Acrobatics light up cheesy show

Acrobatics light up cheesy show

Review Musical


Resorts World Sentosa

Resorts World Theatre/Last Friday

Watching LightSeeker was like being force-fed a poorly curated platter of campy 1990s cheesiness, which was made barely palatable only by a healthy side of acrobatics.

It is hard to put a finger on what was the worst part of the show. The cliched dialogue? The obviously expensive but terribly campy costumes? The storyline which has too many holes?

Created by veteran TV producer Andrea Teo, Resorts World Sentosa's third original production had a paper- thin, science-fiction plot about a mysterious evil Emperor (Lim Kay Siu, appearing only on video) who feeds on the light in people in order to survive. He gets this light with the help of his two lieutenants, Usha (Vivienne Carlyle) and The General (Stuart Boother).

To get more of this essential essence, he tries to force Nova (Sarah Brown, as a mysterious spirit-like creature) to create light for him, but his plan is thwarted when she turns The General against him.

What could actually have been a straightforward epic is thrown into disarray by the injection of random, inexplicable plot elements and jarring transitions.

Somehow, Nova comes from a land where people wear white, high-collared flowy robes. Then Usha turns her pet snakes into human form so that they can hunt for the missing Nova, but they never do so. And later, Nova has to raise an army of near-dead souls that never actually end up fighting.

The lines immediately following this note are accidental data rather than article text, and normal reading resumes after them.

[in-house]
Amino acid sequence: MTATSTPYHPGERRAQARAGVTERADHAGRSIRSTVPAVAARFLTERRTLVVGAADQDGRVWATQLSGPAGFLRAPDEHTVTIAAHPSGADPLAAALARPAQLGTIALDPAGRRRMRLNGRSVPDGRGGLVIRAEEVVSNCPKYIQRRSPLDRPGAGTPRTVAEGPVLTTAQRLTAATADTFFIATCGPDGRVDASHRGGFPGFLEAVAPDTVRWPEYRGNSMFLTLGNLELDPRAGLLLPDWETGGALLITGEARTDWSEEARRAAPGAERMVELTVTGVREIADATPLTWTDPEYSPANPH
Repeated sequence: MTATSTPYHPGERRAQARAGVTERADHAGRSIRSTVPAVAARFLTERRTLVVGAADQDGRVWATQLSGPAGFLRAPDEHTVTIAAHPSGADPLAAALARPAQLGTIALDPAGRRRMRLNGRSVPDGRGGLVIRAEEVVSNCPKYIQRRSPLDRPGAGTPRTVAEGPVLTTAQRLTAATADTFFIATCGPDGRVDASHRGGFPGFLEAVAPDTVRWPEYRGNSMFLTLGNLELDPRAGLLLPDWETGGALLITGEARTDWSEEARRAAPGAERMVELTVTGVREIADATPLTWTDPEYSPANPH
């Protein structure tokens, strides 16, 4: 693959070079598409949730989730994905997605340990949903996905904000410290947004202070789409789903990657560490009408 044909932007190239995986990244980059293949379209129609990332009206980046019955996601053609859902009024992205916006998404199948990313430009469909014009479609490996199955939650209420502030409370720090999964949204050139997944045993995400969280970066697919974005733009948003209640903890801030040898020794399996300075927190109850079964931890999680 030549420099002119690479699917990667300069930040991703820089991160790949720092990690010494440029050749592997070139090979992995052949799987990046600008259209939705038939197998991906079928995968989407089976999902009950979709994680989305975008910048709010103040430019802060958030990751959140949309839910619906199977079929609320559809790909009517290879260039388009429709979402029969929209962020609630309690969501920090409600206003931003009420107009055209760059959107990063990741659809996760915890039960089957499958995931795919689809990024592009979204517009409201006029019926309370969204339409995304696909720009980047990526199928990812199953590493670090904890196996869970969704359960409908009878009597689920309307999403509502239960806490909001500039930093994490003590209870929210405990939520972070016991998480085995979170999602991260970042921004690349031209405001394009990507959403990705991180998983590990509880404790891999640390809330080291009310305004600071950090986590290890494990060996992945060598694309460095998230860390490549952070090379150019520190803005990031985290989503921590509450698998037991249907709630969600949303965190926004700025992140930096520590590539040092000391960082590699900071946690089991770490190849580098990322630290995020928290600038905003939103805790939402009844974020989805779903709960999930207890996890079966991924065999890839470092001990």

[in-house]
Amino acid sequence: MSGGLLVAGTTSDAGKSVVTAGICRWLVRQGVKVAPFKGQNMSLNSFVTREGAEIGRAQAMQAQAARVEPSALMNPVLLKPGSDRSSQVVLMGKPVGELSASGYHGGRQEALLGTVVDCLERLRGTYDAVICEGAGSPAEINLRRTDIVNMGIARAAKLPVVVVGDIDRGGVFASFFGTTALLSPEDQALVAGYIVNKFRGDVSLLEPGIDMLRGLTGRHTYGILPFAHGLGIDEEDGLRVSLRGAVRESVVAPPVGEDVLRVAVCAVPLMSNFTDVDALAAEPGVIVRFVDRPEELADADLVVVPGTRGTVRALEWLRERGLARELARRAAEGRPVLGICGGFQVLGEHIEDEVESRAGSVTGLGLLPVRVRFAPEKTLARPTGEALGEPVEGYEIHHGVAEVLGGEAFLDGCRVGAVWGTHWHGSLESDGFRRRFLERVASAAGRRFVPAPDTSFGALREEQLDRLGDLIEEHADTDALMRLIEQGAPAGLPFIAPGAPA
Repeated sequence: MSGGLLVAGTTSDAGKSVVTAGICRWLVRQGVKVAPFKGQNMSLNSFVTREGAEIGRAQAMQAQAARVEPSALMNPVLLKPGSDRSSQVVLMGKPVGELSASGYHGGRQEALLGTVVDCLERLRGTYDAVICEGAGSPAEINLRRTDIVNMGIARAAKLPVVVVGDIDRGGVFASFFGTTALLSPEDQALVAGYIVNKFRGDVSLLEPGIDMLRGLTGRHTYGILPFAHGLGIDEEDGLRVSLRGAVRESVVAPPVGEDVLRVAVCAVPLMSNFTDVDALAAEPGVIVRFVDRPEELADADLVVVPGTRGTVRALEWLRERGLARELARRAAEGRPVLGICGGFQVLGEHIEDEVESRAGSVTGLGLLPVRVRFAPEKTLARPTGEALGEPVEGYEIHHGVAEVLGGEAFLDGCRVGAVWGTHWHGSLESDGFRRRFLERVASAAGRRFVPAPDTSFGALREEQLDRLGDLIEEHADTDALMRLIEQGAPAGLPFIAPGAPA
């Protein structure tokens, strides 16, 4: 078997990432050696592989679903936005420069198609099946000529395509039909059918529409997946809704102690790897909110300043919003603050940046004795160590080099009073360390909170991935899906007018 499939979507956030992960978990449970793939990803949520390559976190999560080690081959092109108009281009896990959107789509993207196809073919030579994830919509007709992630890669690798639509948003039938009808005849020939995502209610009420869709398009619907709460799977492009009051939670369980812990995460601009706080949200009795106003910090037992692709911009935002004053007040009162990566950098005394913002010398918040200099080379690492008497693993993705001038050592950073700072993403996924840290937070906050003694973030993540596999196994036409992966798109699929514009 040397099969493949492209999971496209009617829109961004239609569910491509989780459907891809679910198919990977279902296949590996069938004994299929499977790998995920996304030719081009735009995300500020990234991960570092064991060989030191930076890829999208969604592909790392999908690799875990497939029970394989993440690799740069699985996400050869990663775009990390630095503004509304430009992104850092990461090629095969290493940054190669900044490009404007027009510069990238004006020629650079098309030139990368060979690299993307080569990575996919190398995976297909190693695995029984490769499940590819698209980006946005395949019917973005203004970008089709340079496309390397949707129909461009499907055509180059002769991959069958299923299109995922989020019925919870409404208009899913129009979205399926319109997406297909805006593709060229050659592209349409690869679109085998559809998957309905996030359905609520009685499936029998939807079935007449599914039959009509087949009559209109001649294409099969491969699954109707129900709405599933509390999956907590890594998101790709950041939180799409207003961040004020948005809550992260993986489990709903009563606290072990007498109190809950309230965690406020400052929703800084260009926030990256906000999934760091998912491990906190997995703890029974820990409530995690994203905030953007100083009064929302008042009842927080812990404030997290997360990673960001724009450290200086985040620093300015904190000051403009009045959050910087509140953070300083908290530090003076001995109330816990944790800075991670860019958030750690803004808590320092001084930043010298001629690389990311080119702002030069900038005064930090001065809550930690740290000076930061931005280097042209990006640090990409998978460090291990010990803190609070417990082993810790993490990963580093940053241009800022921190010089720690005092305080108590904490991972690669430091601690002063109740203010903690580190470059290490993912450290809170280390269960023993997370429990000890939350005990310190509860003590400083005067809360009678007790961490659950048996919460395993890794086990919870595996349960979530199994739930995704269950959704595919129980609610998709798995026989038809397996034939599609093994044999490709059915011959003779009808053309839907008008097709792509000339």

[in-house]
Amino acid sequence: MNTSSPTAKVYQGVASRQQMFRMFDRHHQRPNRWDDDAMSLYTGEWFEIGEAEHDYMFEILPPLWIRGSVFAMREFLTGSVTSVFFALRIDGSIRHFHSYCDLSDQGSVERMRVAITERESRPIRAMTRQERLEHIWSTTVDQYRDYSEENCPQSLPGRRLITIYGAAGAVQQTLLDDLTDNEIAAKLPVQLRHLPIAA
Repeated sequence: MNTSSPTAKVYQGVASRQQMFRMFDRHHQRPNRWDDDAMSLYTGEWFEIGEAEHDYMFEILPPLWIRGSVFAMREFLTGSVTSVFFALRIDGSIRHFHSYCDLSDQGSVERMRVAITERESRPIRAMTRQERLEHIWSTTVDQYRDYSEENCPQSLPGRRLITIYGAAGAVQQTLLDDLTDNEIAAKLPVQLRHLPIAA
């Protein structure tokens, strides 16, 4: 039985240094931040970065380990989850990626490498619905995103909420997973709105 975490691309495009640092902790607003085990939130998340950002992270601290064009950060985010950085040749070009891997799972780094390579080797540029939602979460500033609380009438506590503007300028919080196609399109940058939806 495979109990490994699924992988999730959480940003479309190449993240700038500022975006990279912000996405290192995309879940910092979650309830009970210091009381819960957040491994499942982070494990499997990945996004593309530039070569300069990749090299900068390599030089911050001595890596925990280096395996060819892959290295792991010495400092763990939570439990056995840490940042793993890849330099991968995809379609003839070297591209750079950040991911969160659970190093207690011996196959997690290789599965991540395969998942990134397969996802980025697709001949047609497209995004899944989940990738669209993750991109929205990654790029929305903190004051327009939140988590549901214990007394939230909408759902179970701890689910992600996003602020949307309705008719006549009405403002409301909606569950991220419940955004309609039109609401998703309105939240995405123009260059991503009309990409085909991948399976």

The General looked like a villain from a 1990s children's cartoon, with garish colours and over-the-top embellishments. And Nova wore a corset that lit up in the midsection at emotional high-points, sort of like a singing Iron Man.

The script was equally melodramatic. The General stomped about the stage shouting lines such as "your life is mine!", while Usha snarled at her prisoners, "I can either take the pain away, or make it stronger". It felt like the spoof of 2007 Hollywood hit Epic Movie, except that everything was dead-serious.

The songs by veteran musical composer Dick Lee were passable, but forgettable. There were no foot-tapping tunes, catchy refrains like there were in Fried Rice Paradise or emotional highs like those evoked by Forbidden City. When I left the theatre, I felt like they all blended into one long piece of music.

The second half of the musical was much better, if only because it focused on plying the audience with stunts and acrobatics on trampolines and suspended ropes, which were truly impressive.

When Nova rekindled the lights in the near-dead spirits, they soared close to the ceiling of the theatre on netted swings and, during the finale, two performers swung above the heads of the audience carrying lanterns.

While the production values and the physical elements of the show were admirable, they were not enough to compensate for the overdramatic script and the convoluted plot. Though LightSeeker aimed high, it fell short, and fell hard.

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